Friday, May 31 2013, 11:15 AM MDT
Blu-ray Review: National Lampoon's Vacation
Street Date: May 21 2013
Available On: Blu-ray
Synopsis: The Griswold family embarks on an epic road trip filled with chaos, destruction and a beautiful woman in a Ferrari in hopes of visiting the Walley World theme park.
Extras: Audio Commentary, Introduction, Trailer, “Inside Story” Retrospective Documentary
Recommendation: Nearly 30 years after its theatrical release I sat down with Vacation for the very first time. I was of course familiar with the film and its place in the history of cinema. Vacation launched the career of John Hughes (The Breakfast Club) and further established director Harold Ramis (Caddyshack) as a formidable force in Hollywood. Without Vacation there might not have been Pretty in Pink or Ghostbusters. The film was also unique in that it combined the fairly traditional family road trip film with edgier R-rated dialogue and themes.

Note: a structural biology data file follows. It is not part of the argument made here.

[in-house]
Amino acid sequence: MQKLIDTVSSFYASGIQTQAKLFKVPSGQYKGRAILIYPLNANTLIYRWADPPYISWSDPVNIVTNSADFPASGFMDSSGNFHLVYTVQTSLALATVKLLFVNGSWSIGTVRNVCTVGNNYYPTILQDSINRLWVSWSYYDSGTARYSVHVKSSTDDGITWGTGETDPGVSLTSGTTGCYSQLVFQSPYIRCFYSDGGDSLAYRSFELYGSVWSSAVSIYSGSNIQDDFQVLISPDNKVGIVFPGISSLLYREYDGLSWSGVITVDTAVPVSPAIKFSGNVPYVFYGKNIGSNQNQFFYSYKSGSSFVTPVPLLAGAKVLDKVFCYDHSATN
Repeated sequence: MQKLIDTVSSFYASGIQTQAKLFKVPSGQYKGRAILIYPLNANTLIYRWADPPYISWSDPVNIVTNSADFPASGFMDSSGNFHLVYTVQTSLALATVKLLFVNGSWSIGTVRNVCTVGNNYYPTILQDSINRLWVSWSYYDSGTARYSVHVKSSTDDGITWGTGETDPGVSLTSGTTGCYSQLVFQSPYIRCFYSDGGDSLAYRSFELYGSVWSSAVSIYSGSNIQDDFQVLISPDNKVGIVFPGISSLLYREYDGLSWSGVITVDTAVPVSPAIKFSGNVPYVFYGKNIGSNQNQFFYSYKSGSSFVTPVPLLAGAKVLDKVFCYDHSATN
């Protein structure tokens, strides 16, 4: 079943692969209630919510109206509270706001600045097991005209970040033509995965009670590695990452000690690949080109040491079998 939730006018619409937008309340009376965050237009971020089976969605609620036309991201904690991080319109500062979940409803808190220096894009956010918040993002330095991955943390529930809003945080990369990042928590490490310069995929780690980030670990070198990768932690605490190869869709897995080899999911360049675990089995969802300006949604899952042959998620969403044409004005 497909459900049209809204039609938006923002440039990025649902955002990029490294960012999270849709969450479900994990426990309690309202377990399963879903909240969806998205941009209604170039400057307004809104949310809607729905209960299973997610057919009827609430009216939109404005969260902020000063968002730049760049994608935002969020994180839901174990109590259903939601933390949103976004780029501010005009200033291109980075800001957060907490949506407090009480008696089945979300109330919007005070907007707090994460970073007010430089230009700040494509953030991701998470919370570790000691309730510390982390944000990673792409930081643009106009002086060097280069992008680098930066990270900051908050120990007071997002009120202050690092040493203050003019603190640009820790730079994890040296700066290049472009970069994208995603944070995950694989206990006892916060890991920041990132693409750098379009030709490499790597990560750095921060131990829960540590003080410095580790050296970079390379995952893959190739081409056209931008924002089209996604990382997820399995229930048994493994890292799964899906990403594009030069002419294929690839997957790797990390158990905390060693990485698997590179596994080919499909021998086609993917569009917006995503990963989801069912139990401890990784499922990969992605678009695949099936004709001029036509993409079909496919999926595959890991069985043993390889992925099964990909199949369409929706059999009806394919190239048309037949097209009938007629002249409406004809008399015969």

The film itself is an interesting critique of American culture and its obsession with all things Disney, mid-life crises and the cultural atmosphere of the early ‘80s. The jokes are more clever than they are hilarious and they’re not nearly as shockingly taboo as they would have been 30 years ago, but it still has a rebellious energy that kept me entertained from start to finish.
Visually the film does feel a bit dated. The image is fairly soft and the colors feel somewhat muted, but this has more to do with the style of the era and the modest budget of the production.
New to this Blu-ray release is a feature-length retrospective featuring interviews with all of the major players. It’s a little choppy and repeats itself from time to time, but it does a nice job of examining both the cultural impact of the film as well as reveal behind-the-scenes footage (including parts of the film’s original ending) and antidotes.
-Ryan Michael Painter